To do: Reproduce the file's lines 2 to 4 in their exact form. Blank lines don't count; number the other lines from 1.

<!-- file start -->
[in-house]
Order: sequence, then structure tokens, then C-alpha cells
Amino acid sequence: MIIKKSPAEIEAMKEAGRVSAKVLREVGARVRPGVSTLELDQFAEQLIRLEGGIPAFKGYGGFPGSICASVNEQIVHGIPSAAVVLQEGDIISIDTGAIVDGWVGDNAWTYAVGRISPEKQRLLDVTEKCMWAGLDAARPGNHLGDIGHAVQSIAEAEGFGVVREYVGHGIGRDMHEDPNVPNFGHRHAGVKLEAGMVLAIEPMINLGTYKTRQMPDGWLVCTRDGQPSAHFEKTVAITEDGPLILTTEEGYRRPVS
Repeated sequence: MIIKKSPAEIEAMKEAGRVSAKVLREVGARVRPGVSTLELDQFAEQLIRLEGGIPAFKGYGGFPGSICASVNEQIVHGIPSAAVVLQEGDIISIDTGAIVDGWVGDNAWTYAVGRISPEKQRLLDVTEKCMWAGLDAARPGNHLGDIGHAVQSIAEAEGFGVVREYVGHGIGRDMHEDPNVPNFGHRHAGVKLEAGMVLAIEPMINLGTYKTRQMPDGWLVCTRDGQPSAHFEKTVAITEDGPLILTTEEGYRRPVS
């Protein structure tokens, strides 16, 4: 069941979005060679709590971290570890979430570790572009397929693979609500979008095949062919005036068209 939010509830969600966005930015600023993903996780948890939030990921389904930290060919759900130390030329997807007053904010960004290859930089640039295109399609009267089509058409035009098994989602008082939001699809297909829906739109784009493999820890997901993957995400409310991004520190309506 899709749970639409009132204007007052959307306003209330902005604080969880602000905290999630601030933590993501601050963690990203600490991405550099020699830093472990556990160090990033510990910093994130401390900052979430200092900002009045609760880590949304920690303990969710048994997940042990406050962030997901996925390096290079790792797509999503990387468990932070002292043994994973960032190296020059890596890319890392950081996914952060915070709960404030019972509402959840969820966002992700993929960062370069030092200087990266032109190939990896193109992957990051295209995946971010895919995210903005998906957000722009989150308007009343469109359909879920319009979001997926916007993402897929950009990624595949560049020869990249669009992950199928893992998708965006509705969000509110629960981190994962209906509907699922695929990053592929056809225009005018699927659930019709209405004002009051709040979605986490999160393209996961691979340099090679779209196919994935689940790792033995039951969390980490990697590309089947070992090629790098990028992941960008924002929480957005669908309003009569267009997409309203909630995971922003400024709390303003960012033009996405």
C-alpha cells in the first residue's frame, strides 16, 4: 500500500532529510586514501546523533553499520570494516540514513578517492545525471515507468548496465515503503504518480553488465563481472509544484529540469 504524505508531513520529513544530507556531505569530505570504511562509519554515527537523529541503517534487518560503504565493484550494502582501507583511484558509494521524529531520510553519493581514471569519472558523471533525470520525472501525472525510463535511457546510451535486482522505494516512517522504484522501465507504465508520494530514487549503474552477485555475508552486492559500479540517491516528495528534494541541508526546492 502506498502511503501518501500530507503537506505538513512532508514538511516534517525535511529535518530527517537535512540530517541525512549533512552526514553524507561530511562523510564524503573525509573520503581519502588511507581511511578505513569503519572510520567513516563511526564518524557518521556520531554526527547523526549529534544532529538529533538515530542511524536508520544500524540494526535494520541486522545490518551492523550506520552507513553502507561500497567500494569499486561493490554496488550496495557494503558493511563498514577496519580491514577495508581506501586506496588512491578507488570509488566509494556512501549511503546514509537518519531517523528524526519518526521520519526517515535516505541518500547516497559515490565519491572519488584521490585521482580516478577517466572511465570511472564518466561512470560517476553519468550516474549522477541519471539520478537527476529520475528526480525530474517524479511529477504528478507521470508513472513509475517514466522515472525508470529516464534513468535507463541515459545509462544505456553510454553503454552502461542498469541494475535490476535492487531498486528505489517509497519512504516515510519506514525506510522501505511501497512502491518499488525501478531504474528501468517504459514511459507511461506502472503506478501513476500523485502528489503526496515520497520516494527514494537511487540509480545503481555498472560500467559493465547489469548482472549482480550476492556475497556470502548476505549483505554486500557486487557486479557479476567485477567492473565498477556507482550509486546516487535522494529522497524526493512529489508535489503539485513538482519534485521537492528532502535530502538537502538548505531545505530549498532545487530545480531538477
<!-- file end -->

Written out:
Order: sequence, then structure tokens, then C-alpha cells
Amino acid sequence: MIIKKSPAEIEAMKEAGRVSAKVLREVGARVRPGVSTLELDQFAEQLIRLEGGIPAFKGYGGFPGSICASVNEQIVHGIPSAAVVLQEGDIISIDTGAIVDGWVGDNAWTYAVGRISPEKQRLLDVTEKCMWAGLDAARPGNHLGDIGHAVQSIAEAEGFGVVREYVGHGIGRDMHEDPNVPNFGHRHAGVKLEAGMVLAIEPMINLGTYKTRQMPDGWLVCTRDGQPSAHFEKTVAITEDGPLILTTEEGYRRPVS
Repeated sequence: MIIKKSPAEIEAMKEAGRVSAKVLREVGARVRPGVSTLELDQFAEQLIRLEGGIPAFKGYGGFPGSICASVNEQIVHGIPSAAVVLQEGDIISIDTGAIVDGWVGDNAWTYAVGRISPEKQRLLDVTEKCMWAGLDAARPGNHLGDIGHAVQSIAEAEGFGVVREYVGHGIGRDMHEDPNVPNFGHRHAGVKLEAGMVLAIEPMINLGTYKTRQMPDGWLVCTRDGQPSAHFEKTVAITEDGPLILTTEEGYRRPVS